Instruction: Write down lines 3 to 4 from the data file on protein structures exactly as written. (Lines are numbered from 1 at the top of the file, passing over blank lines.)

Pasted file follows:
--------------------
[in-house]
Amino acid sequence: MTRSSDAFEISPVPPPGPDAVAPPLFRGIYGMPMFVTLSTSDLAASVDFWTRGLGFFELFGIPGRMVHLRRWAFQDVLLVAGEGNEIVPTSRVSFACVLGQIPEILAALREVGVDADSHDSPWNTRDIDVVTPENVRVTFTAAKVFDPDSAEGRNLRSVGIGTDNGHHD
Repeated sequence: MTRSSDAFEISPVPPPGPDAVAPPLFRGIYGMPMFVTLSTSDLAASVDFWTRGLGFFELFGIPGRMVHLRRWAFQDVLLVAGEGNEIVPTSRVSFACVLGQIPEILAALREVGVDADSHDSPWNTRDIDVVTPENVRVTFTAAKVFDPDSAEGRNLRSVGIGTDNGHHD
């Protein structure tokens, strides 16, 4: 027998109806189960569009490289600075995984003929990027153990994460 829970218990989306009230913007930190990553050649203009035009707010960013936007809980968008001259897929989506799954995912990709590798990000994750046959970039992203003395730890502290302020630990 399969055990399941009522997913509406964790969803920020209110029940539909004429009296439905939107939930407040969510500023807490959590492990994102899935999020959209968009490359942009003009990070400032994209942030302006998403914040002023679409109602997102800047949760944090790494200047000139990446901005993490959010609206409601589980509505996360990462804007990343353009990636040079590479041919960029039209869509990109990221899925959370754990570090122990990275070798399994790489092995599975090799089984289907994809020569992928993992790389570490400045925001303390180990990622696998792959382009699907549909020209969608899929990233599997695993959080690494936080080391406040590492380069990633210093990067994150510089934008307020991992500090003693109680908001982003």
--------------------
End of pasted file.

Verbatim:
Repeated sequence: MTRSSDAFEISPVPPPGPDAVAPPLFRGIYGMPMFVTLSTSDLAASVDFWTRGLGFFELFGIPGRMVHLRRWAFQDVLLVAGEGNEIVPTSRVSFACVLGQIPEILAALREVGVDADSHDSPWNTRDIDVVTPENVRVTFTAAKVFDPDSAEGRNLRSVGIGTDNGHHD
């Protein structure tokens, strides 16, 4: 027998109806189960569009490289600075995984003929990027153990994460 829970218990989306009230913007930190990553050649203009035009707010960013936007809980968008001259897929989506799954995912990709590798990000994750046959970039992203003395730890502290302020630990 399969055990399941009522997913509406964790969803920020209110029940539909004429009296439905939107939930407040969510500023807490959590492990994102899935999020959209968009490359942009003009990070400032994209942030302006998403914040002023679409109602997102800047949760944090790494200047000139990446901005993490959010609206409601589980509505996360990462804007990343353009990636040079590479041919960029039209869509990109990221899925959370754990570090122990990275070798399994790489092995599975090799089984289907994809020569992928993992790389570490400045925001303390180990990622696998792959382009699907549909020209969608899929990233599997695993959080690494936080080391406040590492380069990633210093990067994150510089934008307020991992500090003693109680908001982003």